Some of you might remember It’s the Great Pumpkin, Charlie Brown, the animated Halloween cartoon that featured Linus, Snoopy, Lucy, Charlie Brown and the rest of the Peanuts gang. One particular line out of that classic 1966 TV show still rings true. When the kids asked him how he’d done trick-or-treating, poor Charlie Brown, who was wearing his sad-sack, many-holed Ghost costume, answered, “I got a rock.”
I got a rock.
Well, it was the last afternoon of our week-long steelhead trip to BC and I was the one with the rock. I hadn’t hooked a steelhead, much less landed one, and I was looking good ol’ Mr. Skunk right in the eye.
That’s right. Skunked. Zip. Nada. I could soften things up a little by telling you that a promising trip to one of the finest steelhead destinations in the world had been knocked cattywumpus by a couple days of heavy rain — it wouldn’t be a stretch to say that the local rivers had gone from easily wadeable to suicide-high overnight — yet the truth is that I was the only guy who hadn’t hooked up. Peter landed a tremendous, chrome-bright fish our first day out, Troy connected with a dandy of a buck that he estimated in the high teens later that same day, and Billy ... well, let’s just say that Billy was The Man. He hooked, landed and released two monstrous 18 lb.+ steelhead on Wednesday and then stuck an even bigger fish (in water the color of mud) when we finally managed to get back on the river Saturday morning. When he landed that last fish, which pounded a black leech just as it started to swing up off the bottom, you could almost hear an angelic chorus singing praises of the man with the golden rod and the Tom Cruise smile.
As for myself, I guess you could say that at the same time I was snapping photos of Billy’s twenty pound steelhead, I was leaning toward humble. Which, given the number of big fish I’ve been lucky enough to catch over the years, might seem fitting. After all, without dark, you’ve got no light; without down, you’ve got no up. My point being that if you don’t get skunked occasionally, it’s hard to be truly appreciative of all those great days on the water.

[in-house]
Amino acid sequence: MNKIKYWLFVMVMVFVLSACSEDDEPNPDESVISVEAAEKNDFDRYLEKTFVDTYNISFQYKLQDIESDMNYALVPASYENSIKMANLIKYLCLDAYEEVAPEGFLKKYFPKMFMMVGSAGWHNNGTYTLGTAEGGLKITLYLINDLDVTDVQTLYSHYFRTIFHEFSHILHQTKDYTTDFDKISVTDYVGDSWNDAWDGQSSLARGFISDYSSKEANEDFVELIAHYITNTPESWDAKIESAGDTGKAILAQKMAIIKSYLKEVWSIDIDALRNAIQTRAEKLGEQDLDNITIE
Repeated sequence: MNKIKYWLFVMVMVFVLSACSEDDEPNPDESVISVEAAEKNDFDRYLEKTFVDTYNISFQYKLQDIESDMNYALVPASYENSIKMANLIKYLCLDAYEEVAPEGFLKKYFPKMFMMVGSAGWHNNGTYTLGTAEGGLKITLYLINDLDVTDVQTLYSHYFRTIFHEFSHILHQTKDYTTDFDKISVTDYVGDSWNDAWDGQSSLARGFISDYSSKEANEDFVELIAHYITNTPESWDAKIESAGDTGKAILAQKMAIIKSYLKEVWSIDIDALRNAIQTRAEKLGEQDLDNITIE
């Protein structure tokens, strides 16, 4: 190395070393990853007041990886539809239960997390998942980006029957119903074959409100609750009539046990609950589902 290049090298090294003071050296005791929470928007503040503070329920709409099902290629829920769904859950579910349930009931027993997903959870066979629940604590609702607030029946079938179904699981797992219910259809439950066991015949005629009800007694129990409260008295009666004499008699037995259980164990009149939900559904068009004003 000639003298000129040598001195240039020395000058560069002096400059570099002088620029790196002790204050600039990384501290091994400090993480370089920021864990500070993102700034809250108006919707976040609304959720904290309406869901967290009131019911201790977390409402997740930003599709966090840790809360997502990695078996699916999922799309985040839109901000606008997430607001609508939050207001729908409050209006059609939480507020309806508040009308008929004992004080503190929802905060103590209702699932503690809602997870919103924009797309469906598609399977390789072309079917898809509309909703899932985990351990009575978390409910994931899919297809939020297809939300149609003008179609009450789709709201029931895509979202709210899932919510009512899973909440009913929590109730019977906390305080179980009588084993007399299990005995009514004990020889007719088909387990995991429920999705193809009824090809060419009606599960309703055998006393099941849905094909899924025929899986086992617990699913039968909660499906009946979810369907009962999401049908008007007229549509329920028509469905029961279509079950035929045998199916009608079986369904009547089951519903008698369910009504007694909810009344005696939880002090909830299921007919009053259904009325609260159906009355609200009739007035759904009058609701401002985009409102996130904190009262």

Still, you can take the Charlie Brown thing just a touch too far and when Billy sang out, “Fish On!” the very last afternoon of our trip — the fast-dropping sun setting his fly line and backing aglow on the far side of the river — my happiness for my friend was somewhat tempered by the leaden weight of my own skunking. Not that I begrudged him this latest behemoth. I didn’t. In fact, I was relieved to see that jealousy didn’t jump up, grab my guts and twist. But Billy’s continued success stood in sharp contrast to my own lack thereof, and in a moment of clarity I decided that it was time to regroup. I stopped fishing, waded back to the bank and took a break.
Billy was still playing his steelhead five minutes later when I stepped into the river and flipped out a little 20 foot cast. The fly, a size 4 pink and white leech I’d just tied on, drifted about 5 feet and then paused in the shallow water. I set the hook with no expectation of success — hell, it was an ersatz cast, a line-lengthening cast, the kind I rarely even bother to fish — and then I watched in amazement as my fly line started zipping off my reel and heading for the far side of the river.